G14.00006: Ship wave resistance on non-linear vertically sheared currents Benjamin Smeltzer, Yan Li, Simen Ellingsen Wave resistance is responsible for approximately one-third of the fuel consumption for large-size ships. We present calculations of this wave resistance force for a vessel traveling on a realistic background current of arbitrary depth-dependence. Previous theoretical work has considered currents that vary linearly with depth (constant shear), with results showing a dependence of the wave resistance forces on the shear strength as well as the direction of ship motion relative to the current profile. We extend these results to realistic measured profiles using a piecewise linear approximation to the current in the vertical direction. The background current is divided into layers each with a linear velocity profile. The method is applied to various measured current profiles, and wave resistance calculations are presented as a function of a number of system parameters such as ship Froude number, direction of motion relative to the surface current, and hull shape aspect ratio. For the profiles considered here, the wave resistance may vary up to a factor of two with direction of motion for low Froude numbers. [Preview Abstract] |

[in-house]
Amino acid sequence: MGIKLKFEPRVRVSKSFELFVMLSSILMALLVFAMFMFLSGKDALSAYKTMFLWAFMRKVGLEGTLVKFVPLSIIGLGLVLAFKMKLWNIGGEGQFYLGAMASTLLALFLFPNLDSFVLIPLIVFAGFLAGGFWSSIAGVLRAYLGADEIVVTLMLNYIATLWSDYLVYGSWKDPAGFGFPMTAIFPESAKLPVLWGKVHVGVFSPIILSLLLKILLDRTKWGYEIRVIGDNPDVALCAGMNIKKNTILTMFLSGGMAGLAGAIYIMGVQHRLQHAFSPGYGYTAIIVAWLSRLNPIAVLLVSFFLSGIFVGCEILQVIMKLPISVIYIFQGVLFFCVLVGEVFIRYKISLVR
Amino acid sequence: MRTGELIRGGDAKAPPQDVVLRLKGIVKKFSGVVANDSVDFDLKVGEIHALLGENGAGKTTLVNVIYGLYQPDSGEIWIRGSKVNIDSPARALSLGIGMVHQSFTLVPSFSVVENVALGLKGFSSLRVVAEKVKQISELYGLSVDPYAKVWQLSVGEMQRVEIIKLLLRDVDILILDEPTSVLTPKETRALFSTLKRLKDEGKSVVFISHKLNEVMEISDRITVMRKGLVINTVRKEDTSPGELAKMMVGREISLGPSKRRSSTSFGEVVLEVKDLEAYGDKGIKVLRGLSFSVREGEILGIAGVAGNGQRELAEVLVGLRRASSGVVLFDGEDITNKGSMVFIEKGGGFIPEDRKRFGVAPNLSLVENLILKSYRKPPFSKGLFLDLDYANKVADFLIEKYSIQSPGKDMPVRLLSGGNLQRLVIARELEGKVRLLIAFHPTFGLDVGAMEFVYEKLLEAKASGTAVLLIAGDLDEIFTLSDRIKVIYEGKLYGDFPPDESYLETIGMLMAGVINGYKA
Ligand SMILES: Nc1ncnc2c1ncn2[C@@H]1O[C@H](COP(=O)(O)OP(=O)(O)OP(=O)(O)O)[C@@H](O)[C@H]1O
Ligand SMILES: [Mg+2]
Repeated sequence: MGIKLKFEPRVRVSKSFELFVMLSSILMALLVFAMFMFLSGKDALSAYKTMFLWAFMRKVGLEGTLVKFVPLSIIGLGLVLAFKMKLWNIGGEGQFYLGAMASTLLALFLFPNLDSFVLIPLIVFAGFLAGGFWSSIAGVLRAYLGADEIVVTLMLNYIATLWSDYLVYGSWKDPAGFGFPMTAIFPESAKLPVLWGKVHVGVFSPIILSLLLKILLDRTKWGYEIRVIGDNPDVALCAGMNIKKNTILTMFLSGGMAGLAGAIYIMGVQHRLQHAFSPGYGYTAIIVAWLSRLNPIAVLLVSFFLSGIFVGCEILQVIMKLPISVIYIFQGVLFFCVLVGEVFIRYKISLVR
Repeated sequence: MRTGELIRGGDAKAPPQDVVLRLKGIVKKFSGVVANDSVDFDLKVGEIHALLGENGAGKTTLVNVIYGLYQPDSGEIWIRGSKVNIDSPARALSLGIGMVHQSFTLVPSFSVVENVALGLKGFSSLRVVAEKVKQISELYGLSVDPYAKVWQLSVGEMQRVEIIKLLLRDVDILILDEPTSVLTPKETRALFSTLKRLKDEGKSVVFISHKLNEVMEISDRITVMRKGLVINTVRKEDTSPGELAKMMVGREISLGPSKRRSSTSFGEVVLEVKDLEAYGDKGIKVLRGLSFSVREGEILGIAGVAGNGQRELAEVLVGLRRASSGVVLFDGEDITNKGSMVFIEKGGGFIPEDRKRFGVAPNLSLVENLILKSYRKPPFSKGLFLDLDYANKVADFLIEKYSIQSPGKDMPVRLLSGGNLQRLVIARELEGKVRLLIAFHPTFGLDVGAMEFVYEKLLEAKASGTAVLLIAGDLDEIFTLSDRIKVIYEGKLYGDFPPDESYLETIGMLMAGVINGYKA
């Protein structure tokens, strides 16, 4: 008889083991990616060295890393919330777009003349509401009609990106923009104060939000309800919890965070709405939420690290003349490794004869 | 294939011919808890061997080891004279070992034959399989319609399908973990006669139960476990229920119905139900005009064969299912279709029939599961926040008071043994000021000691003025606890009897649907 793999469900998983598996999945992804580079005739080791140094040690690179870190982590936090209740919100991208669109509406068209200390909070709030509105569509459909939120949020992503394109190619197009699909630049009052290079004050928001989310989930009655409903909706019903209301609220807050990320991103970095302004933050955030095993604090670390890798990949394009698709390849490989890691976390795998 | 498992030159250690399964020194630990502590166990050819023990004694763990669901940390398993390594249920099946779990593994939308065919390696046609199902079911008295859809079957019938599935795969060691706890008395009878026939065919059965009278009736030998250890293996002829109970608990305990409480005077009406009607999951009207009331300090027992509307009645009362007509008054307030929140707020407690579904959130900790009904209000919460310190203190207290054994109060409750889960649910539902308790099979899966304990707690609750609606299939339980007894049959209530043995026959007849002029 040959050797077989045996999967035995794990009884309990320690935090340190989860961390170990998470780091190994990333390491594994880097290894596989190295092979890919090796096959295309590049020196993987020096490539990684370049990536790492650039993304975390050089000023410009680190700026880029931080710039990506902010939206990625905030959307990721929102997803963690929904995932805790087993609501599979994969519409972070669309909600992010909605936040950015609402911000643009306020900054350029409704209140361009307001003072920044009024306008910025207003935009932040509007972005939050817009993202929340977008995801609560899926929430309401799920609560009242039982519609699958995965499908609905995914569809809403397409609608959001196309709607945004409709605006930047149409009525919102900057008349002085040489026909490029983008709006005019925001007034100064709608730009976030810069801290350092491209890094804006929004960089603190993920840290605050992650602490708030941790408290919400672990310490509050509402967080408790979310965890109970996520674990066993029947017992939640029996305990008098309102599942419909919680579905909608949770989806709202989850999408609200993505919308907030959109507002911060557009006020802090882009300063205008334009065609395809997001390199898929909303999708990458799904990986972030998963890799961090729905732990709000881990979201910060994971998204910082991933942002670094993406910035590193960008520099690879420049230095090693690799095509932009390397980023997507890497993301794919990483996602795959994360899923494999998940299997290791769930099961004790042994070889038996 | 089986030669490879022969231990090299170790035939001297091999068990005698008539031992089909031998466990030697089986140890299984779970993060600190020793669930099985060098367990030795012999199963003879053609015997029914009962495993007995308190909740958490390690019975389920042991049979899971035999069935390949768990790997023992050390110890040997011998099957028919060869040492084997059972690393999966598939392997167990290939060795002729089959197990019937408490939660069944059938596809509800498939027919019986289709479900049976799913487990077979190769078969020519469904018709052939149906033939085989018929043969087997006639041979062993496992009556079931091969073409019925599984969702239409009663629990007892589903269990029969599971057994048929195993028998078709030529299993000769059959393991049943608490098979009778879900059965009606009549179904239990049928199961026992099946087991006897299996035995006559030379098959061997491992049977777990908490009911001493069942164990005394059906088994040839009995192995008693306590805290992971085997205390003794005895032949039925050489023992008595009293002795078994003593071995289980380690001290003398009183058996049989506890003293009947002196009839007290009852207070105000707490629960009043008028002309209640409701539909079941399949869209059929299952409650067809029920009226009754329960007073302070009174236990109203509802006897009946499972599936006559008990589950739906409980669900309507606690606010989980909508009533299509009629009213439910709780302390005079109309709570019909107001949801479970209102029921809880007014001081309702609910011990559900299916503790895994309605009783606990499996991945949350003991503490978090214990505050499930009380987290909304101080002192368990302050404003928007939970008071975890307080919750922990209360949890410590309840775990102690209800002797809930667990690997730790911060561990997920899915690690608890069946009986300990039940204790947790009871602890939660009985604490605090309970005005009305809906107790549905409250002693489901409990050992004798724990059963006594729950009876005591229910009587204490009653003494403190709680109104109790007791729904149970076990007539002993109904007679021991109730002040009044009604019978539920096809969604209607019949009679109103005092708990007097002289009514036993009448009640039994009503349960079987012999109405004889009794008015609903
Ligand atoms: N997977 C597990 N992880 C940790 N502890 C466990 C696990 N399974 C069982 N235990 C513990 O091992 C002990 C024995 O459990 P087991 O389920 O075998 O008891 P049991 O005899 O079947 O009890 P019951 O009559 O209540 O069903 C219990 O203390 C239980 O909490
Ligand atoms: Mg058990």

Monday, November 21, 2016 9:18AM - 9:31AM |